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Album Review

Sara Serpa & André Matos: Night Birds


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Sara Serpa & André Matos: Night Birds
Night Birds, singer Sara Serpa and guitarist Andre Matos' third album together, offers an ethereal program of compositions written by the duo, separately and together. They are joined on various tracks by Brooklyn-based pianist-composer Dov Manski, South Korean avant-garde cellist Okkyung Lee, Swedish experimental singer Sofia Jernberg, Portuguese drummer João Pereira, and their young son Lourenço. The album concludes with a Béla Bartók bagatelle.

To begin with the intriguing closer, the Bartók is performed quite simply, twice, with slight variations on the repeat (octave, timbre, duration). Perfect pitch gives Serpa an advantage in singing music that is melodically off the beaten path, like this and other material in her repertoire. She uses an angelic head voice on a neutral syllable, each note pristine, a perfectly-shaped notehead floating through the soundscape. Whether the Bartók is offered as an acknowledgement of his influence on the duo, inspired by Chick Corea's explorations with Gary Burton, or another reason, it is a little gem. The "Fourteen Bagatelles, Op. 6" for piano (1908) spring from Bartók's research into central European folk music. Elements and processes gleaned from his analyses appear in the pieces, but radically metamorphosed. An echo of the folk idiom remains, but in a disembodied form well suited to Serpa's wraithlike vocal production and Matos' vaporous guitar sounds. Enigmatically, the sheer presence of the voice intensifies the folk resonance, reminding the listener of the source.

In contrast to the ultra cool of Serpa's persona as a performer, her compositions ("Family," "Degrowth," "Watching You Grow") speak to such burning questions as, "How do we nurture this precious and fragile microcosmos of watching a child grow while we witness our planet's destruction?" Her "Watching You Grow" begins with the recorded voice of her son, apparently practicing announcing plays in an exciting imagined soccer match. He seems to be pretending he's in a huge stadium, making his voice small to create the illusion of a powerful sound heard from far away. The magical upper-register tinklings of Manski's piano create the further illusion that the voice emanates from long ago, which frames the ensuing composition and improvisation as a reflection on his childhood from a perspective in the future. This adds a kind of nostalgia to the moment, a bittersweetness one might feel when encountering, as a grown person, someone who you have watched and helped to grow. Serpa's "Degrowth" begins with the lyric, "Fly less, drive less, walk more..." There is a particular pathos to this modest self-admonition, sung in lullaby tones, in the face of such enormous questions. One can empathize with the angst behind the composure, the effort required to maintain one's cool. The energy is palpable and poignant. (See YouTube, bottom of page.)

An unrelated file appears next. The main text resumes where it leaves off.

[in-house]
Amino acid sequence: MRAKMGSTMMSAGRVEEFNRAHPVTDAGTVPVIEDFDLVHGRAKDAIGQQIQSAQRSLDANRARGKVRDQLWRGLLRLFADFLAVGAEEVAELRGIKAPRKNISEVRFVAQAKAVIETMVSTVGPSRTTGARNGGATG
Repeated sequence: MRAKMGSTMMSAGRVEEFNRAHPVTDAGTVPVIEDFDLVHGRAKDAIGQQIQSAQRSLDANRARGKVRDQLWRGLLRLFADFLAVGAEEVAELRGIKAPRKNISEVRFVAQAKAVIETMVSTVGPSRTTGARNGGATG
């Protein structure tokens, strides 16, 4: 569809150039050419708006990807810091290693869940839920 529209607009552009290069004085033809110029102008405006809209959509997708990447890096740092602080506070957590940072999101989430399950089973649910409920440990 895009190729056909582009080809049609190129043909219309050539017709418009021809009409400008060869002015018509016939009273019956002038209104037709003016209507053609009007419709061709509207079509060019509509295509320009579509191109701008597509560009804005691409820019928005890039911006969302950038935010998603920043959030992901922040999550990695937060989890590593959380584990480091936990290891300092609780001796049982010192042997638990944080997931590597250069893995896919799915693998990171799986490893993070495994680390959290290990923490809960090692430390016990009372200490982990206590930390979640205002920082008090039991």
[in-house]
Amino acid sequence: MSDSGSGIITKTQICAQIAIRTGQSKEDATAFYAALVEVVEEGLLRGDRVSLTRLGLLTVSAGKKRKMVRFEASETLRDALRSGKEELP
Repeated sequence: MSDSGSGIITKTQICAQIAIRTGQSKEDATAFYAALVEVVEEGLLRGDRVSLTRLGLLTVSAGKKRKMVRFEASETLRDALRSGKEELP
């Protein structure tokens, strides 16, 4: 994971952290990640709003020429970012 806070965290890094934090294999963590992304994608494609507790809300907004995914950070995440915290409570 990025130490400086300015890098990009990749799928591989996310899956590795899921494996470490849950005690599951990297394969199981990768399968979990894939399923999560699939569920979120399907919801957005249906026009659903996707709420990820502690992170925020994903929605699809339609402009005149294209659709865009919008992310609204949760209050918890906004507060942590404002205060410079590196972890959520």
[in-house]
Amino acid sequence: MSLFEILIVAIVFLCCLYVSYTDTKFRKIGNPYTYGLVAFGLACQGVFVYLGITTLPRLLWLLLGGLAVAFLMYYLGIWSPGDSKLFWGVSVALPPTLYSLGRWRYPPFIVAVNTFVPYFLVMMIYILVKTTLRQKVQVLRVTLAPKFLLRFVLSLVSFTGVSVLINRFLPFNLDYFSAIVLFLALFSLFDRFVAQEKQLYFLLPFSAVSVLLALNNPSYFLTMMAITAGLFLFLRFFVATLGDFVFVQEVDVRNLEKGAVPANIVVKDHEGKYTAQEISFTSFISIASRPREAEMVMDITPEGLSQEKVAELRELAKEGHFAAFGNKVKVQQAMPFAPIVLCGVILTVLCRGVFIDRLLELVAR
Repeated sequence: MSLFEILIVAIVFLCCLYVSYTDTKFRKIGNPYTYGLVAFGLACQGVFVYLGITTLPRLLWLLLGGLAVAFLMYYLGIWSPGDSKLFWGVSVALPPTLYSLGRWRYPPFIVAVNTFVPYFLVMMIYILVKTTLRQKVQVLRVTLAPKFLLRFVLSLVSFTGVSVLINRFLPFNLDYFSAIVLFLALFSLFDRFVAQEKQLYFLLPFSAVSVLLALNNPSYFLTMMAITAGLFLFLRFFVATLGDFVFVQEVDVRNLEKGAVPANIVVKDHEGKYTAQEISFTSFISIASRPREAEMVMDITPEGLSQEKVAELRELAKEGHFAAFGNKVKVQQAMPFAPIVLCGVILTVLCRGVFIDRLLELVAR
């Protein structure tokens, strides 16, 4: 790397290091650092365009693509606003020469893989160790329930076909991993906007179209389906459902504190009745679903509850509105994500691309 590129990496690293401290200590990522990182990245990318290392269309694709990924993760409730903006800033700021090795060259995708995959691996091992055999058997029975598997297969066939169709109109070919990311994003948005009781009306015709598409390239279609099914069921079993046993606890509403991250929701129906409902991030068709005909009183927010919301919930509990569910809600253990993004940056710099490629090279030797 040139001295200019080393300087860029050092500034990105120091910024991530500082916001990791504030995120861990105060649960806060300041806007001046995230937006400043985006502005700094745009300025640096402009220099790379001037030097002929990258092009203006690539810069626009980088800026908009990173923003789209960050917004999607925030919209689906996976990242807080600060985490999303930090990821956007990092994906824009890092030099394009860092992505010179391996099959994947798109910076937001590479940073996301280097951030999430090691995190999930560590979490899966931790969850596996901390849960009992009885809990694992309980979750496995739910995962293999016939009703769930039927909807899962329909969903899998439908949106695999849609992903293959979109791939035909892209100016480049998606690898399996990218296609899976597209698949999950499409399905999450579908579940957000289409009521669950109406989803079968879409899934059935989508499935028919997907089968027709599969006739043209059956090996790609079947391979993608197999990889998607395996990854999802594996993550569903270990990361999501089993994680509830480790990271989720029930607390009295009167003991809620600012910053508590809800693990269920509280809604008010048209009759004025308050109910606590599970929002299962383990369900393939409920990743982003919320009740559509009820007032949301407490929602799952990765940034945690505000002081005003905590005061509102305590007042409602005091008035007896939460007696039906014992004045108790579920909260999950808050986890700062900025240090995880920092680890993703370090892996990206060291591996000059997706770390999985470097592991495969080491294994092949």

Matos' dreamy drone-infused "From a Distance," which features wafting bell-like timbres in the keyboards, is a program highlight. "Family" is another, with its gently rocking groove, acoustic guitar solo, playful multipartite structure, and especially the timbre of Lourenço's sweet singing voice blending perfectly with his mother's in interlocking parts.

Track Listing

From a Distance; Carlos; Melting Ice; Family, Night Birds; Counting; Underwater; Degrowth; Bergman's Island; Lost Whale; Watching You Grow; Bagatelle, Op.6: Lento.


Sara Serpa: voice / vocals; Andre Matos: guitar; Dov Manski: piano; Okkyung Lee: cello; Sofia Jernberg: voice / vocals; João Pereira: drums.

Album information

Title: Night Birds | Year Released: 2024 | Record Label: Robalo Records

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